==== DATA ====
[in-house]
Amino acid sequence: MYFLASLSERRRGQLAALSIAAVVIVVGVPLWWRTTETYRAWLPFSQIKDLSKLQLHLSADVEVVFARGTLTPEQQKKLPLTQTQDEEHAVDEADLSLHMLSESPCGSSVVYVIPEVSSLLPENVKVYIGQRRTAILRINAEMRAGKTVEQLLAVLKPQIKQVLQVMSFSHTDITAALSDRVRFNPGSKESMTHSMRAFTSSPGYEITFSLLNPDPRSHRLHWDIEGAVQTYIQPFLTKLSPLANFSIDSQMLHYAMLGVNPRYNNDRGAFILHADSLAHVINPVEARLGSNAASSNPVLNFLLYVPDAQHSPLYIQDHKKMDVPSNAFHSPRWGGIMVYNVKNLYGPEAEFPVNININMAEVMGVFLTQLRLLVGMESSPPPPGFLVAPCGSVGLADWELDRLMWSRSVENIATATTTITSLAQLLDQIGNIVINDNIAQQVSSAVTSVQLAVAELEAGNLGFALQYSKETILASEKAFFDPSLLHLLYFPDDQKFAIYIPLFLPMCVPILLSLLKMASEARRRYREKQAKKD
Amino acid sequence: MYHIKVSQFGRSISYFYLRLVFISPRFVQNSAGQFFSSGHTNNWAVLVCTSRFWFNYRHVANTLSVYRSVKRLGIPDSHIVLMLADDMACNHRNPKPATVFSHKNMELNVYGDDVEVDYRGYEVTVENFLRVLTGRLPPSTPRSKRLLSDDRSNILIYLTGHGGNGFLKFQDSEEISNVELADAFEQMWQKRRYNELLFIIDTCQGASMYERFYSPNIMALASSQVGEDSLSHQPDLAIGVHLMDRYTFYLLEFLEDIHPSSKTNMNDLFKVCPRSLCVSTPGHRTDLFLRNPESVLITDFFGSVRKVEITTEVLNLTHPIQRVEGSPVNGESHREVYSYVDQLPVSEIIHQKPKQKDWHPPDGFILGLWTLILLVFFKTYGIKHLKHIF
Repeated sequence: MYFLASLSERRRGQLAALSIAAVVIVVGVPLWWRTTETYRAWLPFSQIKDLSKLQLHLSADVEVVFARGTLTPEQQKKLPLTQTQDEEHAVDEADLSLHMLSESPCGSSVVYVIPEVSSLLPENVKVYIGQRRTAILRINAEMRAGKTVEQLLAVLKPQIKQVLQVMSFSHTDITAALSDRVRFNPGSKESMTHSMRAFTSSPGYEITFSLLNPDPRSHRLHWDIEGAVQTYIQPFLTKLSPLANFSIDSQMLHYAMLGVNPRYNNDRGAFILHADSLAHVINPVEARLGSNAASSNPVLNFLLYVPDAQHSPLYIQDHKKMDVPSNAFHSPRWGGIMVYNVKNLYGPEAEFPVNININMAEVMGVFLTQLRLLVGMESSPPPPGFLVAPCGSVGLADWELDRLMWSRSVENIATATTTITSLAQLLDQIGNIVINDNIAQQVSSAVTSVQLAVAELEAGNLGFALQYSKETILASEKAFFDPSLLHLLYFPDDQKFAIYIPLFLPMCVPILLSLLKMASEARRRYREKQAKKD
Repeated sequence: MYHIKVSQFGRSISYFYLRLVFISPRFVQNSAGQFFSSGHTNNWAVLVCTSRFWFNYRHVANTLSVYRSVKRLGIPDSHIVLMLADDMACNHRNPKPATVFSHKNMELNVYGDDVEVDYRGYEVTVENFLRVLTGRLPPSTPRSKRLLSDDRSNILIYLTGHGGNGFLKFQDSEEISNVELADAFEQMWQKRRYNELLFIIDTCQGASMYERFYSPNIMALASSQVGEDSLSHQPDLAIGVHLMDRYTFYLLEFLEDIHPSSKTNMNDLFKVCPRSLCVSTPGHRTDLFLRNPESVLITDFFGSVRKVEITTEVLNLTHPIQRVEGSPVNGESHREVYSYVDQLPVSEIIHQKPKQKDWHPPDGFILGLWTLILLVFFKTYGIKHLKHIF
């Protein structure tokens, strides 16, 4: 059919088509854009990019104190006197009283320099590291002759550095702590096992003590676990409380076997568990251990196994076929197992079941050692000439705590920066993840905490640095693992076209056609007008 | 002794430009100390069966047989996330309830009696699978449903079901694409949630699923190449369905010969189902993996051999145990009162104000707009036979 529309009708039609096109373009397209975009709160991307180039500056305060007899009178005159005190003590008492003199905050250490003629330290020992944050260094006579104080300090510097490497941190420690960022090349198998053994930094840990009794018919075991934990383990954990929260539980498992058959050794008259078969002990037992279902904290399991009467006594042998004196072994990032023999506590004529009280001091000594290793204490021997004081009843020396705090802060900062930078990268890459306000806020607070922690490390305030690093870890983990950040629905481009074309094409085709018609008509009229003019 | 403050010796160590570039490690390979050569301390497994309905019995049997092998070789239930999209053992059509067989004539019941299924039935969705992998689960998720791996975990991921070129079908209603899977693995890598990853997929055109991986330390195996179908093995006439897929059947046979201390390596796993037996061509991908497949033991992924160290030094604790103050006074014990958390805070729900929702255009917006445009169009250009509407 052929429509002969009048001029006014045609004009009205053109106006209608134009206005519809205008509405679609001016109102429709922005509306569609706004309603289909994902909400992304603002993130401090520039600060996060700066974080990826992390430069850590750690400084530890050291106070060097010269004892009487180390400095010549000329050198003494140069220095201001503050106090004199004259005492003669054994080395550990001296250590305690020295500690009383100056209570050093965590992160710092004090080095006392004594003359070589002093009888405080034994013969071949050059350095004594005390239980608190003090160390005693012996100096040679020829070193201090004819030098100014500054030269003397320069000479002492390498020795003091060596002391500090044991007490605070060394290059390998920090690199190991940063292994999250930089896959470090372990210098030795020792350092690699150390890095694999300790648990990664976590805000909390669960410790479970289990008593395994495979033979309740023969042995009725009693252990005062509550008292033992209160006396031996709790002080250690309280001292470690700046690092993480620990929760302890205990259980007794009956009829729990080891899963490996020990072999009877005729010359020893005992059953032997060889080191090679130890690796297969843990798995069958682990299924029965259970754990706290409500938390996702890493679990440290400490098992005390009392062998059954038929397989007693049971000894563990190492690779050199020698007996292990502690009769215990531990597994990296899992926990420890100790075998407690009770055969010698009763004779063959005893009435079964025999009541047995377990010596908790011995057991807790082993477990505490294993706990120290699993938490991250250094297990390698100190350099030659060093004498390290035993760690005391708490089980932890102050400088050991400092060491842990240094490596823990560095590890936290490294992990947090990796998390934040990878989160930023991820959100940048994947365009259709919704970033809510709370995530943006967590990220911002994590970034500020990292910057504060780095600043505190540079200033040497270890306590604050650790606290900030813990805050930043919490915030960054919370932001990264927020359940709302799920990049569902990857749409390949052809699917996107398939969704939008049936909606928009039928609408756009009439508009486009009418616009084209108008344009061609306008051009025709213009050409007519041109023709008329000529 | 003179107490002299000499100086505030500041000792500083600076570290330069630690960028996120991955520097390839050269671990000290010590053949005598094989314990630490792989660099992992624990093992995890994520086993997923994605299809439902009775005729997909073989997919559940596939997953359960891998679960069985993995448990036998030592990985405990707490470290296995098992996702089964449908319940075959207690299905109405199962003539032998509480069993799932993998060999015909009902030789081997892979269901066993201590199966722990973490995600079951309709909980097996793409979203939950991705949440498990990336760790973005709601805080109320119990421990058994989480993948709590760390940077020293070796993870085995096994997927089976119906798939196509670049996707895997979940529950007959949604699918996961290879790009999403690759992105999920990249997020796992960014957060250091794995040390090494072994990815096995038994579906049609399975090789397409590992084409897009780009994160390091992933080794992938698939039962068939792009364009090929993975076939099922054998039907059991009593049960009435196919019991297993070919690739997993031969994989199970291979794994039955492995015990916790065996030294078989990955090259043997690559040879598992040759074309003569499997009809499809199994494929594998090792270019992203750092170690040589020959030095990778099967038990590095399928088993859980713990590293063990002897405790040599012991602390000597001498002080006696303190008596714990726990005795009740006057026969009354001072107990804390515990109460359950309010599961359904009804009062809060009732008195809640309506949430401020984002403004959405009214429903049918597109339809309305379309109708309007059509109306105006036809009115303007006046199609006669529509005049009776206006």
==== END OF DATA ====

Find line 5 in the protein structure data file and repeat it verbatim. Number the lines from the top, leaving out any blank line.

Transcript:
Repeated sequence: MYHIKVSQFGRSISYFYLRLVFISPRFVQNSAGQFFSSGHTNNWAVLVCTSRFWFNYRHVANTLSVYRSVKRLGIPDSHIVLMLADDMACNHRNPKPATVFSHKNMELNVYGDDVEVDYRGYEVTVENFLRVLTGRLPPSTPRSKRLLSDDRSNILIYLTGHGGNGFLKFQDSEEISNVELADAFEQMWQKRRYNELLFIIDTCQGASMYERFYSPNIMALASSQVGEDSLSHQPDLAIGVHLMDRYTFYLLEFLEDIHPSSKTNMNDLFKVCPRSLCVSTPGHRTDLFLRNPESVLITDFFGSVRKVEITTEVLNLTHPIQRVEGSPVNGESHREVYSYVDQLPVSEIIHQKPKQKDWHPPDGFILGLWTLILLVFFKTYGIKHLKHIF